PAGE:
The Gulf of Thailand
While the Eastern islands are also found on the Gulf of Thailand, they are a long way away from the better-known islands found on the southern coastline, which are mostly accessed from the ports of Chumphon and Surat Thani. The best route to this coastline (from Bangkok) would really be by flight to Koh Samui. However, Koh Samui airport is owned by Bangkok Airways, meaning low-cost carriers are snubbed on this route, and it’s just rather expensive. Otherwise, flights to either Chumphon or Surat Thani are still silly cheap (or maybe Nakhon Si Thammarat), where transfer to the islands is relatively simple. When booking the boats separately the Lomprayah Catamaran Services do regular loops between the three main islands, which include Koh Samui (a well-developed tourist resort), Koh Tao (a scuba/snorkelling mecca), and Koh Phangan (the original island of the infamous full moon party). There’s really something for everyone on these three islands, but there are otherwise no real lesser-known islands to escape to.
The Andaman (Krabi)
I have split the central Andaman islands into two parts, as some islands are easier accessed from each of the two different coastal destinations of Krabi and Phuket. The furthest north of these two ports would be Krabi, which is a huge destination in itself, where much of the excitement (and tourist tack) can be found along Ao Nang beach. However travel is relatively simple and diverse throughout the Krabi area, and island transfer can be found at arrival at the airport, through the travel hubs of Krabi town, or just the countless kiosks of Ao Nang. I also feel that Railay is worth a mention here, a mainland peninsula separated from Krabi by towering limestone cliffs and the ocean. It’s only 15 minutes by longtail from Ao Nang, yet it feels like a completely secluded island of its own. Anyway, below are the lesser-known islands of Krabi’s Andaman Sea:
Vanessa Workman of The Island Drum. Although located just 70-kilometres from the Krabi International Airport, Koh Lanta is often overlooked by travellers in favour of more popular Phuket. But what Koh Lanta lacks in neon lights and disco balls, it makes up for with its explore-worthy 52 island archipelago and long stretches of uninterrupted beaches. Along the west coast alone there are over 10 non-private beaches and sandy bottomed adjacent waters to enjoy. Accommodations are also plentiful in Koh Lanta, with the more attractive options being on the west coast where even waterfront rooms can be affordable in addition to being front and centre to those spectacular Koh Lanta sunsets. With the main island of Koh Lanta being only 30-kilometres long and 6-kilometres wide, exploring on one’s own is non-complicated, interesting and not-excessively time-consuming; leaving visitors plenty of time to get their island groove on and relax under a shady palm tree. Local conveniences and services include plenty of eateries, bars, sundry shops, island hopping and dive trip tours, as well as day and night markets and jungle trekking. And if your body takes a tropical beating during the day, there are plenty of massage specialists to rid you of those awful vacation kinks.
Gábor Kovács of Surfing the Planet. Koh Poda is a small island (diameter is less than 1 km) situated at only a 30-minute boat ride from Ao Nang, Krabi. It has pristine white sand beaches with crystal clear sea around them and there are enough palm trees to provide you shade during the warm hours of the day. There’s a nice coral reef near the island to do snorkelling, and you can also rent a kayak to explore around. There’s a huge picture-perfect limestone rock just in front of the island, which seems to simply balance in the water. Koh Poda is not an unknown island to visit in Thailand, since many excursions in the Krabi area visit there, but not so many people know that you can actually stay there. You can come on a long-boat without a tour and stay a few days in one of the bungalows, located in the interior of the island. In the evening or in the morning before the excursions come, you will basically be alone on this beautiful island.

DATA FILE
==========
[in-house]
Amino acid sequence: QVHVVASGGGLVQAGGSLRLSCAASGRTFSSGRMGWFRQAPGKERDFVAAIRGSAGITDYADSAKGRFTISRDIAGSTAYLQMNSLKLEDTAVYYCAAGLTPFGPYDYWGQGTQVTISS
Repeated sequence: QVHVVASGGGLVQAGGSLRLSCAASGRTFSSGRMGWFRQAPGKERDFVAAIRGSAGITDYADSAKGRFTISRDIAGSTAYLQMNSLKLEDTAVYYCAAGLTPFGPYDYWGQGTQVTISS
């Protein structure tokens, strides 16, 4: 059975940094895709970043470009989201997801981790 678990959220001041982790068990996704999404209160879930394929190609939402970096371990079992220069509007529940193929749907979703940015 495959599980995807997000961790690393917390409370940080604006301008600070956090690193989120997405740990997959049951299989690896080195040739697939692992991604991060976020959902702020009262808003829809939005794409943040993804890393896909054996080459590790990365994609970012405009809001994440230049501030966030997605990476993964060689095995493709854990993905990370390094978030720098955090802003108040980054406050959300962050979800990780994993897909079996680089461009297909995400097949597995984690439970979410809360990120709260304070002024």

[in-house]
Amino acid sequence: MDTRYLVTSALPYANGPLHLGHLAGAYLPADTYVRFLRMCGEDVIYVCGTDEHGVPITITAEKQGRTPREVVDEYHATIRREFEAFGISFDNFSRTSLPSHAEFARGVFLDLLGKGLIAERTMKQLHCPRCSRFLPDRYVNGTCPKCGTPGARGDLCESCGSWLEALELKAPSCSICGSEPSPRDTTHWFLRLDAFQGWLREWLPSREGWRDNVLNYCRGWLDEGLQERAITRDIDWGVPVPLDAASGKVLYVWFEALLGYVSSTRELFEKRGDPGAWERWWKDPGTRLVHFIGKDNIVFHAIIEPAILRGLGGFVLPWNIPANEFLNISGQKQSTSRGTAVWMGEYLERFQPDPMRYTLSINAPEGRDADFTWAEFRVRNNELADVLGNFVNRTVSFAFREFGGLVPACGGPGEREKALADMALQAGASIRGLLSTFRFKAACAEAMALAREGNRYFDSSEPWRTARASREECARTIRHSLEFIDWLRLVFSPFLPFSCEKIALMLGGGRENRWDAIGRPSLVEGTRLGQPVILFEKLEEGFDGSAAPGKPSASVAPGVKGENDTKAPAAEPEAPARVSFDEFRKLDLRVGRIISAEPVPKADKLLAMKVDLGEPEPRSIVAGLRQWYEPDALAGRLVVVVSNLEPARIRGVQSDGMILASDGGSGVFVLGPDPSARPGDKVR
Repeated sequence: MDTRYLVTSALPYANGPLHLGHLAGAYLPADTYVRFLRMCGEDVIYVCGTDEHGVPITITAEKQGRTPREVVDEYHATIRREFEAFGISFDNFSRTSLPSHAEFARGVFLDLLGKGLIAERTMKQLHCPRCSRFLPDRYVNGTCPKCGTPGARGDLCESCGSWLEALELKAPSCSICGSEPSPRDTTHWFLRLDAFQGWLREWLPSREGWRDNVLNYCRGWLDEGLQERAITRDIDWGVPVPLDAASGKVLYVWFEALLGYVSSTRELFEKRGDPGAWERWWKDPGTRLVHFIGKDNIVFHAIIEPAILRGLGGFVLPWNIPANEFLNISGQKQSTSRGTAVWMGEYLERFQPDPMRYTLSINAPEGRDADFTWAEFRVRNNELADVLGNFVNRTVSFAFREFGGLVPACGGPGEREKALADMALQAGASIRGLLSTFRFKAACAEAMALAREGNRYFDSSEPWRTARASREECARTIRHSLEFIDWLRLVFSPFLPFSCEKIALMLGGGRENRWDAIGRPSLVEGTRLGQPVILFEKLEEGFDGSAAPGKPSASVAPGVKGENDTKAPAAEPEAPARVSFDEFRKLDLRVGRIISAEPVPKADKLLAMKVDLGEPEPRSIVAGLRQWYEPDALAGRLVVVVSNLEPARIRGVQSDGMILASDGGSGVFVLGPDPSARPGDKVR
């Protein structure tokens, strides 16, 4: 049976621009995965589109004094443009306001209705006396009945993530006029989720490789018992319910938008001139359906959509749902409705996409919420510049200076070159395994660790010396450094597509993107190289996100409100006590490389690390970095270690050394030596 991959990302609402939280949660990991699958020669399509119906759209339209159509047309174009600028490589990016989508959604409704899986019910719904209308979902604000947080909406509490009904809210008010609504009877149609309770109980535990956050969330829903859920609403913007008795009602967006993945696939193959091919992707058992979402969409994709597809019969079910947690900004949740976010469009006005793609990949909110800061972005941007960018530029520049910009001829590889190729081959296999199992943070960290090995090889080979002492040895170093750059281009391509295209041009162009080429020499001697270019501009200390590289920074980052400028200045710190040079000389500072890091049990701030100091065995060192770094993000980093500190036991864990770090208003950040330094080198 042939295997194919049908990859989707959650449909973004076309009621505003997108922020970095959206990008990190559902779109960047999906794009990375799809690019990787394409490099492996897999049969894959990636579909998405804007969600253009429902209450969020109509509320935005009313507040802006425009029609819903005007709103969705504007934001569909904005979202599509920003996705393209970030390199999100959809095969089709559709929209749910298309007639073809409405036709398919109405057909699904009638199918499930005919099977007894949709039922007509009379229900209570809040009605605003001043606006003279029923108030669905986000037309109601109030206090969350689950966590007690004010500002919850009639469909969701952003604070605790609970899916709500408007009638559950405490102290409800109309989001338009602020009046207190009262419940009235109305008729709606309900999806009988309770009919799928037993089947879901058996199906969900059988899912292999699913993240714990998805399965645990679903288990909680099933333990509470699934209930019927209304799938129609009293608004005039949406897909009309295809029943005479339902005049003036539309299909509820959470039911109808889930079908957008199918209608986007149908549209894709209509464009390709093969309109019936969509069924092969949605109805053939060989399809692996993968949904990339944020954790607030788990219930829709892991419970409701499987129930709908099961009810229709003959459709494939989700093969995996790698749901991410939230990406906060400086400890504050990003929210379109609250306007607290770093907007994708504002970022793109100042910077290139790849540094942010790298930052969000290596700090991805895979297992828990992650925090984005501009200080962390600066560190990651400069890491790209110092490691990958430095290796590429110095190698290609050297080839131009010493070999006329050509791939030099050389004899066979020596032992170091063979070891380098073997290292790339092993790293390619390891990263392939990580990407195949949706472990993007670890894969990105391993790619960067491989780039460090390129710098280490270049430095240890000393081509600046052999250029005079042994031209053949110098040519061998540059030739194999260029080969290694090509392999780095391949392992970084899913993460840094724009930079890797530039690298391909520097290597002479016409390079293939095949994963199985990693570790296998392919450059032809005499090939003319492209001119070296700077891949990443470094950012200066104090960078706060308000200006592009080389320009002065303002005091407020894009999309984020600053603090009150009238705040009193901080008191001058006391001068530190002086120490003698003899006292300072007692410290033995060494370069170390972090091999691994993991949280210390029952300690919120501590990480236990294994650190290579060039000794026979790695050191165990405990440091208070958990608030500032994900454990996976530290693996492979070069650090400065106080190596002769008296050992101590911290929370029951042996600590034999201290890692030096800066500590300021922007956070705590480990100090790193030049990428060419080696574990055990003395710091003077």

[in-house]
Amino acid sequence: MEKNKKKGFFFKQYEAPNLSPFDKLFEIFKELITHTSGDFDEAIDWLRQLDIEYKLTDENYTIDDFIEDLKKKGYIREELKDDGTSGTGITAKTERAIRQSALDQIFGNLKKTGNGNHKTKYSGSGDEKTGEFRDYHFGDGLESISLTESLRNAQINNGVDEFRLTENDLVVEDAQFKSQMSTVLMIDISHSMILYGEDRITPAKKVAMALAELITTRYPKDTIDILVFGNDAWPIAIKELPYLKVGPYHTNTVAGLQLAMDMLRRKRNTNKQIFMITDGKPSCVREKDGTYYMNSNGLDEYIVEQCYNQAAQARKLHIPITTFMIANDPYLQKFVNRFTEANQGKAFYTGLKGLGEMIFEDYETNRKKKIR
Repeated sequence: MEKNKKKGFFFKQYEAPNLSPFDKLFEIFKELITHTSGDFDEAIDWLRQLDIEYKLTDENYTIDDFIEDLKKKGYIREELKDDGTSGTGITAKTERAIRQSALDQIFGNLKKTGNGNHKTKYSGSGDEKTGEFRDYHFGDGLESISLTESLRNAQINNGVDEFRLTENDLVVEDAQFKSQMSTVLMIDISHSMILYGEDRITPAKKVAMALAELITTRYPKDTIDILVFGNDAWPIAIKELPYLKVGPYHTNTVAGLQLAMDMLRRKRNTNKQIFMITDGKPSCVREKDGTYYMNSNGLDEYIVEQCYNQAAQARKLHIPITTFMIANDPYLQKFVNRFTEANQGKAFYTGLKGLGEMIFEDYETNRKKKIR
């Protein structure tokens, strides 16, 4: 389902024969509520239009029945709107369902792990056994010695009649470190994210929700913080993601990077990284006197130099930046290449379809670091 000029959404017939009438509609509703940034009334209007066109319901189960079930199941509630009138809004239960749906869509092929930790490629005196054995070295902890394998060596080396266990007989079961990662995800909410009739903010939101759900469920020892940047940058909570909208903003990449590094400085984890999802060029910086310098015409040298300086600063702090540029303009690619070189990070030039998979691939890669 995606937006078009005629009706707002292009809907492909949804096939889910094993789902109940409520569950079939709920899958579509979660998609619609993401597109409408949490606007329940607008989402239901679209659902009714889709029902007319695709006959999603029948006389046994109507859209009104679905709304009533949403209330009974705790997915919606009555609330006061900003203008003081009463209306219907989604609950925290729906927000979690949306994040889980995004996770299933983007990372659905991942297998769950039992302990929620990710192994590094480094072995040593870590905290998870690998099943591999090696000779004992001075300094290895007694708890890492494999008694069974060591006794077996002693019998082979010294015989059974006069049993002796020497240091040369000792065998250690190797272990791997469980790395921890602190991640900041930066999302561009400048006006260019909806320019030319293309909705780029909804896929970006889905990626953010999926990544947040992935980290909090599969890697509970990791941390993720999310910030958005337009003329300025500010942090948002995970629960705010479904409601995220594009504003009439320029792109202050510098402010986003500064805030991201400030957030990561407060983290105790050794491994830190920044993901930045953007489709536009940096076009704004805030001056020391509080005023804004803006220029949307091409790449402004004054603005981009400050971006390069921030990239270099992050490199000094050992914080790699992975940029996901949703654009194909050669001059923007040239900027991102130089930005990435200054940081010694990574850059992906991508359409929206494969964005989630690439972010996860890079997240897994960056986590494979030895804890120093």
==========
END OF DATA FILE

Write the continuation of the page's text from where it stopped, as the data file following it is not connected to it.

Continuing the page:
Paul Faruggia of Global Help Swap: When my Parents decided to visit us in Thailand we wanted to find an island away from crowds. It was Christmas and we were looking for something a bit special. That’s when we found Ko Ngai the perfect island to get away from it all. Ko Ngai is part of the Trang Islands in Southern Thailand. You can get to it by boat from Trang Province (which also has an airport). If your idea of the perfect Thai beach is white sand, crystal clear waters and Karst formations protruding from the sea, then Ko Ngai is the island for you. It’s a very small island with no inhabitants so all the hotel staff come from the mainland. The beach was the best we found in all Thailand. As we woke on Christmas morning we had the beach to ourselves. My Mom said she never thought she would end up in a place like this growing up. In fact my Parents still call the island “heaven”. I couldn’t have put it better myself.
Koh Pu / Koh Jum
Emily Lush of Wander Lush. Near-empty beaches, rustic bungalows and a relaxed atmosphere. Koh Pu off Thailand’s Andaman coast is one of the few islands where you can still have the beach to yourself—even in peak season. Northwest of Koh Lanta, Koh Pu is the name given to the northern half of the island. (The southern half is known as Koh Jum, and both names are used interchangeably.) Koh Pu’s main village, Baan Koh Pu, is home to a Muslim community and completely devoid of the bars and ‘buckets’ that have come to characterise neighbouring islands. The western coast offers a 10-kilometre stretch of wide, white-sand best beaches, shaded by a canopy of casuarina trees and rocky cliffs that shield the beach from the harsh morning sun. Accommodation is a scattering of bungalows, each with its own small restaurant. Koh Pu only has about 100 bungalows in total, meaning the beaches are always quiet, even in peak season. Away from the shore, you can trek or bike through the island’s interior, which is mainly unkempt rainforest and small villages. Koh Pu’s tourist infrastructure is bare bones (at the time of writing, there was no ATM on the island). You can reach Koh Pu by speedboat from Krabi or by local ferry from Laem Kruat pier.
The Andaman (Phuket)